United Nations Day – 24 October – is an opportunity to reflect on all that the UN achieves. Each year there is plenty to celebrate as the UN makes progress across a huge range of issues. The UN provides opportunities for peaceful diplomacy on highly sensitive and challenging topics. The UN’s many agencies offer vital interventions such as humanitarian relief, support for development, and protection of the environment. Of course there are imperfections in the structures and systems of the UN. This is understandable given the rapidly-changing world in which the UN now operates. Such challenges do not mean the UN is no longer of vital importance. Indeed, it is almost impossible to imagine a world as stable and peaceful as ours without the UN. That said, there are still a number of ongoing conflicts around the world and it is the UN that provides the legitimacy, mandate and opportunity for such conflicts to be resolved through negotiation and compromise.
Moving towards the non-violent resolution of disputes is far from easy. To date, it has proved impossible in Syria. The geopolitical complexities of the Syrian case illustrate weaknesses within the UN system at a political level. However, the humanitarian response to such atrocities demonstrates the vital importance of the UN and effectiveness of UN agencies. Take, for example, the way the UN is responding to the 250,000 refugees who have fled to neighbouring countries. In the short term these people need shelter, food, water, security, and medical provision, while in the longer term they will need support to return home and reconstruct their lives. No other organisation can manage and deliver the necessary response in a comparable way. And it is the UN that has allowed, first Annan, and now Brahimi, as envoys to the country, to keep open, however narrowly, the channels for a negotiated solution. Brahimi’s appointment is extremely significant as the fierce determination with which he will apply himself offers hope that when the high-water mark of blood and suffering has finally been reached, a route through the UN will be found for establishing a more stable situation on the ground.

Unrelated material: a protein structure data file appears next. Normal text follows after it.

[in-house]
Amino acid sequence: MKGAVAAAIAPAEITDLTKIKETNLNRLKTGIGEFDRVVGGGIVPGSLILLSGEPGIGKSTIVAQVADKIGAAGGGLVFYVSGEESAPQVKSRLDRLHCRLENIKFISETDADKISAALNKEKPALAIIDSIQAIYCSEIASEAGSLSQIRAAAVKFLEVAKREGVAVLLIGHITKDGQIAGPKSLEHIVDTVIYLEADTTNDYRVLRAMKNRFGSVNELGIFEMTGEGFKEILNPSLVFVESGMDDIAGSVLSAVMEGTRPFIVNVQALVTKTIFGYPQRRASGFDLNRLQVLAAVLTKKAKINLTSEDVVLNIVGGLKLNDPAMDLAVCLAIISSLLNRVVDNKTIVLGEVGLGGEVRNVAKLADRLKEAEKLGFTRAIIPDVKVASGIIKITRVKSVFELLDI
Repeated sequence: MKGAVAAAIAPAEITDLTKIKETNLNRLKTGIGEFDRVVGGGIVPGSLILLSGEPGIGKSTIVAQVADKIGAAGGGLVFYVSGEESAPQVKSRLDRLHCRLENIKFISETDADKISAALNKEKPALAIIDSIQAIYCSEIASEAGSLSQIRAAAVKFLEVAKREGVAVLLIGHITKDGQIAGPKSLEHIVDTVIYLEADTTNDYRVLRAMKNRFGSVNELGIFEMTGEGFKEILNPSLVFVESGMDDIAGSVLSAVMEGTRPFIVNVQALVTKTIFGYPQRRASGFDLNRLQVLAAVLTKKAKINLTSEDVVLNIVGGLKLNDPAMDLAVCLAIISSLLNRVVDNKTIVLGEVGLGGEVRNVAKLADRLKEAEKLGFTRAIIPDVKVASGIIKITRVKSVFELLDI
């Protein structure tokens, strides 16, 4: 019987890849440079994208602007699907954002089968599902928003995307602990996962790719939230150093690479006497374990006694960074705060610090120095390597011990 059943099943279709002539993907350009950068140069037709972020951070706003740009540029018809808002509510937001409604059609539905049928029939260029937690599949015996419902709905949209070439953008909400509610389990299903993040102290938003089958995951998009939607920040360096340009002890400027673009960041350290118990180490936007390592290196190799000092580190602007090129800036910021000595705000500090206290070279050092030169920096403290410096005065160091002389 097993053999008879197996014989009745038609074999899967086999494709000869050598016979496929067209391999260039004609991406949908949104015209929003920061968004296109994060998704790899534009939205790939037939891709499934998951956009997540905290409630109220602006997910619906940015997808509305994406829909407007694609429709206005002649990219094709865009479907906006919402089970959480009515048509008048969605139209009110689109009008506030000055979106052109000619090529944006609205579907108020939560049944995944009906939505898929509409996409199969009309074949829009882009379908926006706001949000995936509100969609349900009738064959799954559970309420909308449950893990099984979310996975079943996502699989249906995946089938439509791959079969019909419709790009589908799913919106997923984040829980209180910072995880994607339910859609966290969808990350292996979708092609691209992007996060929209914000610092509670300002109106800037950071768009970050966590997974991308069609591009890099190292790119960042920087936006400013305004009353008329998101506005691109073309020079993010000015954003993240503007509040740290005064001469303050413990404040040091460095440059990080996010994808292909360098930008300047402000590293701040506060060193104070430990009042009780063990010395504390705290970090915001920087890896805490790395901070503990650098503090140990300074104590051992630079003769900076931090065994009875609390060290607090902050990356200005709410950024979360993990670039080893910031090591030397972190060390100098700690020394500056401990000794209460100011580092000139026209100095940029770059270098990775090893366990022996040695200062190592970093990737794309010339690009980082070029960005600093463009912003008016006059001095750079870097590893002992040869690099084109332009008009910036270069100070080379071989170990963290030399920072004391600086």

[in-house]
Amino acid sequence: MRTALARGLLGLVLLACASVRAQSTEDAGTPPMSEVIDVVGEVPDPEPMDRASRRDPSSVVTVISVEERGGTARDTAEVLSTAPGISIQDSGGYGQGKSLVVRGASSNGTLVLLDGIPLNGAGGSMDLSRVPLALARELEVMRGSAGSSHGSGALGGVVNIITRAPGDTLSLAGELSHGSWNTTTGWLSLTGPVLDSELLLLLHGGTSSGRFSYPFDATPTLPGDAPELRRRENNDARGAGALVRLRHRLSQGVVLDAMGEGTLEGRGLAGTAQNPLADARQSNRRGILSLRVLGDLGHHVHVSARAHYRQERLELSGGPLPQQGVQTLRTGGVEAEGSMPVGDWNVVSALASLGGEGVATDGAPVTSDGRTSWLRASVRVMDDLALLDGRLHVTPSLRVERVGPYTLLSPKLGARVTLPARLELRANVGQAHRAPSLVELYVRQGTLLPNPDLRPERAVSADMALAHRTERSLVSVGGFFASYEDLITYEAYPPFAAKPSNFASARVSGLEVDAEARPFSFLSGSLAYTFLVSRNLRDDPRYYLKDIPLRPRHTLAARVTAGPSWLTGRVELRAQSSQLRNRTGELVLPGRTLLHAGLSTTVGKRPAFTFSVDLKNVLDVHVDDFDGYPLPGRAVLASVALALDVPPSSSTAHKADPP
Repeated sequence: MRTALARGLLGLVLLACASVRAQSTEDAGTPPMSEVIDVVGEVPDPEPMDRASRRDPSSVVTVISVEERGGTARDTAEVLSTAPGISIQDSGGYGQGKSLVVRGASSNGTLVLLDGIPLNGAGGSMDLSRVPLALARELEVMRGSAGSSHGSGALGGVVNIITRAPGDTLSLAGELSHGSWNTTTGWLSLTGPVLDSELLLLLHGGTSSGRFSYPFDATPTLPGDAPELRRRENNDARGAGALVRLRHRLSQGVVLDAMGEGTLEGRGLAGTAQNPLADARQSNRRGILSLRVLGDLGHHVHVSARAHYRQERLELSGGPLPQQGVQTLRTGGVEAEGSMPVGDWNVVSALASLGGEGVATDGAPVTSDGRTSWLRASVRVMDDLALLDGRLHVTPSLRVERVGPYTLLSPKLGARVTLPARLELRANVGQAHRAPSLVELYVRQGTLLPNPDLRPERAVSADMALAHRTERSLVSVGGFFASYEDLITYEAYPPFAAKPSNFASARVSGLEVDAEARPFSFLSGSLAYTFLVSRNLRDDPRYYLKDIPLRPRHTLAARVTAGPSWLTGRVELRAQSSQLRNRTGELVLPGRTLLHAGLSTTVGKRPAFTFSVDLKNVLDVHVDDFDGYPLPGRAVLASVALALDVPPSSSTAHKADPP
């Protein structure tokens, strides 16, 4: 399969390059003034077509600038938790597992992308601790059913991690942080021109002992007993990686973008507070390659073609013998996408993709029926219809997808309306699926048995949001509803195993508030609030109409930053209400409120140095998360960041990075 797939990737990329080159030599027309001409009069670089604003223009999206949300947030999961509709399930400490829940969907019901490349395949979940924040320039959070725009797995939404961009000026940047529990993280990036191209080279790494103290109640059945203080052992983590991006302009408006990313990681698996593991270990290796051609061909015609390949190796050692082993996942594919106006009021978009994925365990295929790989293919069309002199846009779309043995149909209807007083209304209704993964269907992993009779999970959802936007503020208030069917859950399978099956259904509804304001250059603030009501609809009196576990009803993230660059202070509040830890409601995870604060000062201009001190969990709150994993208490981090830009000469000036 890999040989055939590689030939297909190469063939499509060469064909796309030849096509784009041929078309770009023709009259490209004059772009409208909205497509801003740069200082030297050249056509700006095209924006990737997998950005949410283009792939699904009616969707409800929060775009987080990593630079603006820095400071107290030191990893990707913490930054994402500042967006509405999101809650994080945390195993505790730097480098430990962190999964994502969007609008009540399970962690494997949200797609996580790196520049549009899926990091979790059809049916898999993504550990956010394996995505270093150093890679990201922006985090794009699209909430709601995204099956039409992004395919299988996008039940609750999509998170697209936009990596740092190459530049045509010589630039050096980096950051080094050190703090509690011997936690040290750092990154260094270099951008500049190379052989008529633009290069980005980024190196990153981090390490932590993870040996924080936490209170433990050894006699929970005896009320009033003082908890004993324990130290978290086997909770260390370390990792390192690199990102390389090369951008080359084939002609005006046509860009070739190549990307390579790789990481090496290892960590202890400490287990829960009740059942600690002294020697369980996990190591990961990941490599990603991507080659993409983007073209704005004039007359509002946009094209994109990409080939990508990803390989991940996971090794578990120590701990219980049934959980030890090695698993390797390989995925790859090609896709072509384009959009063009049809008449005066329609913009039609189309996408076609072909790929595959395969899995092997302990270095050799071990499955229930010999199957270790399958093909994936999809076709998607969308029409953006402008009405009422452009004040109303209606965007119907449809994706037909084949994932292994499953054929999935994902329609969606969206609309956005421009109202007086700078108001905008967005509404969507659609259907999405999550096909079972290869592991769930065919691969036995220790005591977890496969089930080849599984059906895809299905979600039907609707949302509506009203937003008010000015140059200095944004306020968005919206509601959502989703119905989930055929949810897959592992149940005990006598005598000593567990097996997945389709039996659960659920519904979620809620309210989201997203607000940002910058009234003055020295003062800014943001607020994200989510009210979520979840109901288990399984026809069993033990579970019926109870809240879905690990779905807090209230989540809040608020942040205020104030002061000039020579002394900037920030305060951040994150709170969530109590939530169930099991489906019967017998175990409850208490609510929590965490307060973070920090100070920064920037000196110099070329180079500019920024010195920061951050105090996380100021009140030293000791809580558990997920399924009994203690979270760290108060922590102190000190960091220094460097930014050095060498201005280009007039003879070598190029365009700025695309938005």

For the sake of the millions of people affected by conflicts in Syria and elsewhere, we, ‘the peoples’, cannot give up on the UN. We must work to strengthen those parts of the UN that remain fit for purpose and reshape those that need adjustment. Since the last UN Day, several significant developments have been accomplished. Charles Taylor has begun a 50-year jail term for crimes against humanity; a new Arms Trade Treaty has been proposed; South Sudan has transitioned to independence; Burma is coming in from the cold; the Rio+20 conference pledged to create sustainability goals; and the UN has set in motion a process for establishing a new post-Millennium Development Goals framework.
UN Day allows for the recognition of multilateral successes and such recognition forms part of the process for re-inspiring us global citizens to strive harder for further progress towards a safer, fairer, more sustainable world. This month, I am calling on our members and supporters to do three things: first, sign our petition to demonstrate to the UK government the support that exists for the UN in this country. Second, show your support by displaying one of our UN Day 2012 posters. And finally, help us to build a critical mass of support for the UN by asking interested friends and colleagues to become UNA-UK supporters. By signing up thousands more supporters, we can significantly increase our voice and impact so that UNA-UK is strengthened for all the work we have ahead of us.